# C Fourier Transforms

## Continuous-Time Fourier Transforms

The Fourier transform is an alternative representation of a signal. It describes the frequency content of the signal. It is defined as \[\begin{equation} G(f) \overset{\text{def}}{=} \int_{-\infty}^\infty g(t)e^{-j2\pi f t}\,dt. \tag{C.1} \end{equation}\] Notice that it is a function of frequency \(f\), rather than time \(t\). Notice also that it is complex-valued, since its definition involves the imaginary number \(j \overset{\text{def}}{=} \sqrt{-1}\).

The following video explains the visual intuition behind the Fourier transform. Note that this video uses \(i\) to denote the imaginary number \(\sqrt{-1}\), whereas we use \(j\) (which is common in electrical engineering, to avoid confusion with current).

To calculate the Fourier transform of a signal, we will rarely use (C.1). Instead, we will look up the Fourier transform of the signal in a table like Appendix D.1 and use properties of the Fourier transform (as shown in Appendix D.3).

**Example C.1**Calculate the Fourier transform of \(g(t) = 80e^{-20t} u(t)\).

*Solution. * This signal is most similar to \(e^{-t} u(t)\) in Appendix D.1, whose Fourier transform is
\(\frac{1}{1 + j2\pi f}\). The only differences are:

- Our signal has an extra factor of 80 in front. This factor comes along for the ride by linearity of the Fourier transform.
- Our signal is time-scaled by a factor of 20, so we have to apply the scaling property.
Since we
*multiplied*by 20 in the time domain, we have to*divide*by 20 in the frequency domain, on both the*inside*and the*outside*.

Putting everything together, we see that the Fourier transform is: \[ G(f) = 80 \frac{1}{20} \frac{1}{1 + j 2\pi \frac{f}{20}}. \]

This is a complex-valued function. That is, at each frequency \(f\), \(G(f)\) is a complex number, with a real and an imaginary component. To make it easier to visualize, we calculate its magnitude using Theorem B.1. \[\begin{align*} |G(f)| = \sqrt{|G(f)|^2} &= \sqrt{G(f) \cdot G^*(f)} \\ &= \sqrt{\frac{4}{1 + j2\pi \frac{f}{20}} \cdot \frac{4}{1 - j2\pi \frac{f}{20}}} \\ &= \sqrt{\frac{4}{1 + (2\pi \frac{f}{20})^2}} \end{align*}\]

Now, the*magnitude*of the Fourier transform is a function we can easily visualize. From the graph, we see that the signal has more low-frequency content than high-frequency content.

## Discrete-Time Fourier Transforms

Discrete-time signals are obtained by sampling a continuous-time signal at regular time intervals. The sampling rate \(f_s\) (in Hz) specifies the number of samples per second. The signal below is sampled at a rate of \(f_s = 16\) Hz.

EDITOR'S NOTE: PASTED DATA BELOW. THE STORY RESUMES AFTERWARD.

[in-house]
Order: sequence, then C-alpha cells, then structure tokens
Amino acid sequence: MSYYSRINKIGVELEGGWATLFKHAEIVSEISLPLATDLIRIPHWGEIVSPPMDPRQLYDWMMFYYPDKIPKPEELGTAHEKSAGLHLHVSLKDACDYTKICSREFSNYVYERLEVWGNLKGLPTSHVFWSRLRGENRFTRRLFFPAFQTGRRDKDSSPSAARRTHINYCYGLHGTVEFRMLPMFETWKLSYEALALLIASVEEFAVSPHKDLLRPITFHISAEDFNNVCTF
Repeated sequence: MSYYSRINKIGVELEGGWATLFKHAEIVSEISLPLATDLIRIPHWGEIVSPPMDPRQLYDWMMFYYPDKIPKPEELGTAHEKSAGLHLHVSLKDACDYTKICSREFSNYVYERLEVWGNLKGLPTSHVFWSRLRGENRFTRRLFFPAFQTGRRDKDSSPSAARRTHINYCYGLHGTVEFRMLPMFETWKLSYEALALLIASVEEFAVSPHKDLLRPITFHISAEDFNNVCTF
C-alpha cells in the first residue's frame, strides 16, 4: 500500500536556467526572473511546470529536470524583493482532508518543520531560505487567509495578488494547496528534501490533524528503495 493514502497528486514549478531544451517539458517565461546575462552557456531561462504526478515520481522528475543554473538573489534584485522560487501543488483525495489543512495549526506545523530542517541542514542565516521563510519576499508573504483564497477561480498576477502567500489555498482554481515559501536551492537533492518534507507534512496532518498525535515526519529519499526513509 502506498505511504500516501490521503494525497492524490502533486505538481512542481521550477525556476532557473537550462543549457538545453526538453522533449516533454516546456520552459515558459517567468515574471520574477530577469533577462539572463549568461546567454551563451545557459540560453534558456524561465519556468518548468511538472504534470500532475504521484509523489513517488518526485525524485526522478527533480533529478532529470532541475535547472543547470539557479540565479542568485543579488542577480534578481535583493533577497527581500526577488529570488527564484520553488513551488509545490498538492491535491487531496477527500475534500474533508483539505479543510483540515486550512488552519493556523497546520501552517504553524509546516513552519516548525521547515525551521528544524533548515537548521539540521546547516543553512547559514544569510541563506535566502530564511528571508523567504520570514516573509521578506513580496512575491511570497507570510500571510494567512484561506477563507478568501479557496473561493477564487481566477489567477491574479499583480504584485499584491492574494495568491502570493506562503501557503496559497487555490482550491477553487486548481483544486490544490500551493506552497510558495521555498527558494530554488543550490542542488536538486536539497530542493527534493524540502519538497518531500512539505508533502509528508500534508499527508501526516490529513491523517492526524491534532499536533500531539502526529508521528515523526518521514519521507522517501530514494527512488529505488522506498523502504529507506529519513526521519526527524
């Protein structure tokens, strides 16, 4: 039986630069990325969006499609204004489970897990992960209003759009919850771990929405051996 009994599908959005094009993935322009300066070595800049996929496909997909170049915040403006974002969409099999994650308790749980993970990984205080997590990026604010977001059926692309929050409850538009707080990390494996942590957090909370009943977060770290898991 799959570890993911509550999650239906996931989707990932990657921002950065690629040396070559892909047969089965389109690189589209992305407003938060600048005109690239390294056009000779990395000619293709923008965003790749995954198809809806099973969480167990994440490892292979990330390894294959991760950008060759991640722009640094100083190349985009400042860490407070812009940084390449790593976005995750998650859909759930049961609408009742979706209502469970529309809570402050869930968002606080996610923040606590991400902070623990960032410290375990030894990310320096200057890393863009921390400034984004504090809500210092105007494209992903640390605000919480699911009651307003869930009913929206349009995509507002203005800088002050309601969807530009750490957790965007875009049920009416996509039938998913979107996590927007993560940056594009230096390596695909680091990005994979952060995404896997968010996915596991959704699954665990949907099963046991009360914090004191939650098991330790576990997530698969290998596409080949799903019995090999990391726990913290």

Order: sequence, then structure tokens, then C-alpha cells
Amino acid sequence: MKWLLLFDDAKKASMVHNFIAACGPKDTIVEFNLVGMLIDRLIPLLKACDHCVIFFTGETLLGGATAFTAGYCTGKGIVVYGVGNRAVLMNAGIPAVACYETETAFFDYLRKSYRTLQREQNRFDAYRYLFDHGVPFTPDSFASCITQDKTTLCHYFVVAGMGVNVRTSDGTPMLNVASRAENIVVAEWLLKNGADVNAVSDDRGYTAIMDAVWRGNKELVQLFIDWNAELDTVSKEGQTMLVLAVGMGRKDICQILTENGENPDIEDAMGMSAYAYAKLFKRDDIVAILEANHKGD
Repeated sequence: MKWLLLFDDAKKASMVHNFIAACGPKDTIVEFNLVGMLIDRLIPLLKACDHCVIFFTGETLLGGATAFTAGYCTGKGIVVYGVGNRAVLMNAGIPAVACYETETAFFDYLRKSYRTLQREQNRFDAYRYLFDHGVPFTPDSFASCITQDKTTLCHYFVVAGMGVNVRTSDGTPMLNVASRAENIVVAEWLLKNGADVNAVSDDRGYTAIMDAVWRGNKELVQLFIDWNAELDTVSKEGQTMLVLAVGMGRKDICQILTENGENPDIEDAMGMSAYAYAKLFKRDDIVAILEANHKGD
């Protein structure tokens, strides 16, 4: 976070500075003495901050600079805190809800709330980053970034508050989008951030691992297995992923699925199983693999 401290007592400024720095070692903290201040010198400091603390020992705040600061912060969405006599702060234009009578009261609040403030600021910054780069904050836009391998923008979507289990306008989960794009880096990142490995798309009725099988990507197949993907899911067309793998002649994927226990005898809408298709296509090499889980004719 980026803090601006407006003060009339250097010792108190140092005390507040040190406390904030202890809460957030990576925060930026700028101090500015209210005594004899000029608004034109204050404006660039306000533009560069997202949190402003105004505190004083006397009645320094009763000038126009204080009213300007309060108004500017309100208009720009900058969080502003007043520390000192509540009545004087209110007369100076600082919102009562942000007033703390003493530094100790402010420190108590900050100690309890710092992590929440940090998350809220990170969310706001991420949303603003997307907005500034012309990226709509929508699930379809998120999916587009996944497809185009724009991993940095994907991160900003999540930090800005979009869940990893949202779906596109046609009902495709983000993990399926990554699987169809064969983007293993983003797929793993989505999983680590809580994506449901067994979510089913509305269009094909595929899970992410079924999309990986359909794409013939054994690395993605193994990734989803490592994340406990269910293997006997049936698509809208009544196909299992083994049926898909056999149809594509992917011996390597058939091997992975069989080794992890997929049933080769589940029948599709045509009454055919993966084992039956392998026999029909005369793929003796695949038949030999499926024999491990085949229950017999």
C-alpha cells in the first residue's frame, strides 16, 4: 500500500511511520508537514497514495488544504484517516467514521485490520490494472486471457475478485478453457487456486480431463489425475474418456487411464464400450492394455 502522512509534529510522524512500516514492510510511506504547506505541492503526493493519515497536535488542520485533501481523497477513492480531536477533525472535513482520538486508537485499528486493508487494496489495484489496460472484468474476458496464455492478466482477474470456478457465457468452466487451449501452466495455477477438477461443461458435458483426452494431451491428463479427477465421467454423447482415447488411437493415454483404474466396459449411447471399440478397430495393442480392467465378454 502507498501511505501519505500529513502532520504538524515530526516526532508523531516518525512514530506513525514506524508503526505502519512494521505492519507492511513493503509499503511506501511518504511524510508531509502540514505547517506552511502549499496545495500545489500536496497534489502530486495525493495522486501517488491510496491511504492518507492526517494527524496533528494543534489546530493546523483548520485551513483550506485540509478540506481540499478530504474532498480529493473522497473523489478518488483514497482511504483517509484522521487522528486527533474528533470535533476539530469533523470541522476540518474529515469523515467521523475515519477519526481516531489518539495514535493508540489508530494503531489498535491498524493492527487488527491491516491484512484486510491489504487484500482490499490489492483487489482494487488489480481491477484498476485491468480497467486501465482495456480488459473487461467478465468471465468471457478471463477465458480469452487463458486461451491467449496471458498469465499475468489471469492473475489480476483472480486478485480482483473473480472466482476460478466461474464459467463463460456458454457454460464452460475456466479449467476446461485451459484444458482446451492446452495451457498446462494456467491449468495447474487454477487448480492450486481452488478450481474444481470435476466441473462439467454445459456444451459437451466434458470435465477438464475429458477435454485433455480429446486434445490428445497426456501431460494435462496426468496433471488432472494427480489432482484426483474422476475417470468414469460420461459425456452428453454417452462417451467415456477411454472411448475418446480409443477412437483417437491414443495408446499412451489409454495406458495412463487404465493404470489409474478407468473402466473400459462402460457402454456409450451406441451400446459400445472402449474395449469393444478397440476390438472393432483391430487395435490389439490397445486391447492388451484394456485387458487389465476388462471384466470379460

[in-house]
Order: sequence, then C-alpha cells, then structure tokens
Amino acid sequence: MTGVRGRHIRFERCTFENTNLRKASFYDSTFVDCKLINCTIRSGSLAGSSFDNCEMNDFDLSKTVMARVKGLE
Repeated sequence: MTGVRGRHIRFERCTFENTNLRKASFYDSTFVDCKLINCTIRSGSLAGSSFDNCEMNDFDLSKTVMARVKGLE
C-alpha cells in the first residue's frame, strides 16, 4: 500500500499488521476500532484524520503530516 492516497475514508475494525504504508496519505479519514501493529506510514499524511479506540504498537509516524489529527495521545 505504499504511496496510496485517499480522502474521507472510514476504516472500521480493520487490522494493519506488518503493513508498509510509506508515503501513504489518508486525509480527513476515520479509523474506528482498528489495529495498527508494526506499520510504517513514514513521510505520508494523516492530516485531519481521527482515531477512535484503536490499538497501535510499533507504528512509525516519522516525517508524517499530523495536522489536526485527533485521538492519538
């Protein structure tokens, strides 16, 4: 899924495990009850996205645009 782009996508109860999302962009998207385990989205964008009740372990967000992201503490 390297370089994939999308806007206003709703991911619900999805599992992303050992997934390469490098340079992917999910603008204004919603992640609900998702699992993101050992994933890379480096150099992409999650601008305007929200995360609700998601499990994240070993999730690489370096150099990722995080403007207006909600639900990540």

We write \(x[n] = x(t_n)\) for the \(n\)th time sample, where \(t_n = \frac{n}{f_s}\).

It’s possible to choose a sampling rate \(f_s\) that is too low. In the graph below, the underlying continuous-time signal (in black) is a sinusoid with a frequency of 14 Hz. However, because the discrete-time signal (in red) was sampled at a rate of 16 Hz, the sinusoid appears to have a frequency of 2 Hz.

We say that the higher frequency is **aliased** by the lower one.

At a sampling rate of \(f_s\), any frequencies outside the range
\[ (-f_s / 2, f_s / 2) \]
will be aliased by a frequency inside this range. This “maximum frequency”
of \(f_s / 2\) is known as the **Nyquist limit**.

Therefore, the Fourier transform of a discrete-time signal is effectively only defined for frequencies from \(-f_s/2\) to \(f_s/2\). Contrast this with the Fourier transform of a continuous-time signal, which is defined on all frequencies from \(-\infty\) to \(\infty\).

Aliasing is not just a theoretical problem. For example, if helicopter blades are spinning too fast for the frame rate of a video, then they can look like they are not spinning at all!

When calculating the Fourier transform of a discrete-time signal, we typically work with
*normalized* frequencies. That is, the frequencies are in units of “cycles per *sample*” instead of
“cycles per *second*”. (Another way to think about this is that we assume all discrete-time signals are
sampled at 1 Hz.) As a result, the Nyquist limit is \(1/2\), so the **Discrete-Time Fourier Transform**
is defined only for \(|f| < 0.5\).

\[\begin{align} G(f) &\overset{\text{def}}{=} \sum_{n=-\infty}^\infty g[n] e^{-j2\pi f t}\,dt & -0.5 < f < 0.5 \tag{C.2} \end{align}\]

To calculate the Fourier transform of a signal, we will rarely use (C.2). Instead, we will look up the Fourier transform of the signal in a table like Appendix D.2 and use properties of the Fourier transform (as shown in Appendix D.3).

## Essential Practice

Calculate the Fourier transform \(G(f)\) of the continuous-time signal \[ g(t) = \begin{cases} 1/3 & 0 < t < 3 \\ 0 & \text{otherwise} \end{cases}. \] Graph its magnitude \(|G(f)|\) as a function of frequency.

Calculate the Fourier transform \(G(f)\) of the discrete-time signal \[ g[n] = \delta[n] + 0.4 \delta[n-1] + 0.4 \delta[n+1]. \] Graph \(G(f)\). (The Fourier transform should be a real-valued function, so you do not need to take its magnitude.)

Which of the following terms fill in the blank? The Fourier transform \(G(f)\) of a real-valued time signal \(g(t)\) is necessarily ….

- real-valued: \(G(f) \in \mathbb{R}\)
- positive-valued: \(G(f) > 0\)
- symmetric: \(G(-f) = G(f)\)
- conjugate symmetric: \(G(-f) = G^*(f)\)

(

*Hint:*Write out \(G(f)\) and \(G(-f)\) according to the definition (C.1), and use Euler’s identity (Theorem B.2). Simplify as much as possible, using the facts that \(\cos(-\theta) = \cos(\theta)\) and \(\sin(-\theta) = -\sin(\theta)\).)Which of the following terms fill in the blank? The Fourier transform \(G(f)\) of a real-valued and

*symmetric*time signal \(g(t)\) is necessarily ….- real-valued: \(G(f) \in \mathbb{R}\)
- positive-valued: \(G(f) > 0\)
- symmetric: \(G(-f) = G(f)\)
- conjugate symmetric: \(G(-f) = G^*(f)\)